Clamp Cart

      Shop-made carriers for clamps. December 26, 2004

Question
I want to take my considerable collection of clamps off the wall and put them on a cart so we can move them to the work rather than lugging clamps back and forth. Has anyone built such a cart? What did you do right? What would you have done differently? Drawings or photos would also be much appreciated.

Forum Responses
(Cabinetmaking Forum)
From contributor G:
We use an old shopping cart. It has worked quite well for a number of years for pipe clamps. You can find one at any salvage yard.



From Sam Rogers:
Here is a shot of my clamp cart. There isn't much to it. It is just 4/4 poplar (chosen because I had a lot of scrap) glued and pocket screwed together. The base is a square of angle iron with casters attached (chosen because it was laying around the shop not being used for anything else). It will hold up to a six foot clamp. I really wouldn't change anything. I have been using this for about three years. This wasn't my idea - I saw something similar in a shop in one of the trade magazines.



Click here for full size image



Click here for full size image



From contributor S:
I like that scrap rack you have behind the clamp cart. Capacious but small in footprint. Real good idea!


From contributor L:
I built a cart similar to the one pictured. Only wish I had used bigger, better wheels. A cart full of clamps adds up to a lot of weight. Other than that, it works well.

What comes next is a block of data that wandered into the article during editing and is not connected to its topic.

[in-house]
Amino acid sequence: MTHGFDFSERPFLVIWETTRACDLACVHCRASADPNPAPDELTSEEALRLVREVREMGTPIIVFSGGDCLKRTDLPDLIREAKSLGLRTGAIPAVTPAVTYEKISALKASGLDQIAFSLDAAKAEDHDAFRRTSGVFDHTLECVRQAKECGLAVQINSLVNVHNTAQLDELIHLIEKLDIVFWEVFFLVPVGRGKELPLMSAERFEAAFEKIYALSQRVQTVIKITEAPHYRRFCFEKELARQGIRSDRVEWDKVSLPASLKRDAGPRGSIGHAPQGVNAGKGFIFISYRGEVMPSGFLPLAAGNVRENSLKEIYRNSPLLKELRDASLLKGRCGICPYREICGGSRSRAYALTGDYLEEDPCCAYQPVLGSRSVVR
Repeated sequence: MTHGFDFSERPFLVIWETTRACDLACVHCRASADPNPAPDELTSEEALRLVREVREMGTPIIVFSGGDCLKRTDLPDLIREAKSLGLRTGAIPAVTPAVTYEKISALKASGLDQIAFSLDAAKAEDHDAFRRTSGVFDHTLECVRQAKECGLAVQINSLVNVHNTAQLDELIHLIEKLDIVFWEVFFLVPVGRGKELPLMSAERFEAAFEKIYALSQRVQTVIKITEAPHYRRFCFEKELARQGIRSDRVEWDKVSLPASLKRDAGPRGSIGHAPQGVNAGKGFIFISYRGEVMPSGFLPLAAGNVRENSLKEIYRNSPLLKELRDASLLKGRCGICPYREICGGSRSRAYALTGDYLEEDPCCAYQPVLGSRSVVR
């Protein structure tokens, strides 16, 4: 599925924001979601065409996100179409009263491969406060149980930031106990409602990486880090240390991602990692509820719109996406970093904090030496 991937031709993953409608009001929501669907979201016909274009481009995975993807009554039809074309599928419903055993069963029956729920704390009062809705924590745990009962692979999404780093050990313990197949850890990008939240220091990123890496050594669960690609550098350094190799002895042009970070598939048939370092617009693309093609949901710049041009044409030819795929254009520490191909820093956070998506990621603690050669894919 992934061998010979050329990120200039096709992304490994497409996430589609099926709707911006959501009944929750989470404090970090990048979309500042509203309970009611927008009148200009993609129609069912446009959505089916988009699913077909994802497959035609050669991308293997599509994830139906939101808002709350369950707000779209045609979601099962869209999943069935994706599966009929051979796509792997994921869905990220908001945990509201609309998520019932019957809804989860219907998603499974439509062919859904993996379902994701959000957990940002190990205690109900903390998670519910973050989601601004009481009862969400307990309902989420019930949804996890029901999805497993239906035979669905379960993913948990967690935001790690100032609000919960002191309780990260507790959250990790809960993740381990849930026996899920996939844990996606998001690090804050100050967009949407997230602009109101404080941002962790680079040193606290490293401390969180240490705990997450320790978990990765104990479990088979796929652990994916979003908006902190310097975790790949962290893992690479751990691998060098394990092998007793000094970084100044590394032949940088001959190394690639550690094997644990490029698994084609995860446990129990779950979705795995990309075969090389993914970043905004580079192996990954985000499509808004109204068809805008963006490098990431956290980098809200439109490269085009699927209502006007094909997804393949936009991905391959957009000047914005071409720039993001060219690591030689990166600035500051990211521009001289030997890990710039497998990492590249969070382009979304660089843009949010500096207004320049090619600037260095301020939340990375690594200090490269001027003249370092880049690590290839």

From contributor T:
Jeez contributor K, you been peeking through my shop window? I just wanted to add that a heavy base is a good idea because of all the weight up high. My base is a box with about 100lbs of sand in it. Yes, big wheels are a must. I started out with 3". Now I have 5" and can actually move it.


The comments below were added after this Forum discussion was archived as a Knowledge Base article (add your comment).

Comment from Sam Rogers:
In addition to the images below, here is some information about how I made my clamp cart. Included are the Materials and Cut List and also the Tool Setup.





Item Qty Component L W D Material Notes
A 1 Base 24" 24" " Plywood *
B 2 Base support 24" 5" " Plywood * used to stiffen base
C 4 Base siding 24" 4" " Plywood * cut long to trim miters
D 4 Frame boards 5' 6" 4" 2" Pine just dimensional lumber
E 2 Top support 24" 4" " Plywood *
F 4 Casters 3" Polyurathane
G 16 Pan head screws " Stainless #14

** Notes **
1. Plywood is 3/4" or 1/2" Baltic Birch
2. Everything else used for this project is all scrap, at least for me.

Tool Setup

Set your sliding T-bevel...

First things first: Clamps are heavy! If one tries to keep this thing square to the base, by the time the clamps are loaded, it will simply fall over. Setting an angle on the frame boards drives the head weight of the clamps to the center of the cart. The steeper the angle, the more the weight approaches the center and the more stable it becomes.

So, grab a sliding T-bevel and set it to 5. This is an arbitrary setting and it could just as easily be 7 or 10. Even at just 5, one can see from the picture at left how quickly the frame boards will slope away from the edge of the base over a 6' run. Just remember that as the angle increases, the tops of the frame boards will be driven closer to each other. And, for every degree of angle increase, cart stability will certainly increase as well. But, increasing the angle may also mean that either the base size or length of the frame boards will have to be adjusted accordingly to compensate. Regardless of the angle you use, set your T-bevel and lock it in. You'll be using the T-bevel for tool setup on the table and miter saws throughout the project. We'll be using 5 for the remainder of the project detail.


Click here for full size image


Click here for full size image

"The images in this article are provided by Sam Rogers. To see all of the steps to completing this project, visit his Clamp Cart link. Many thanks to Sam for his contribution to WOODWEB'S Knowledge Base.



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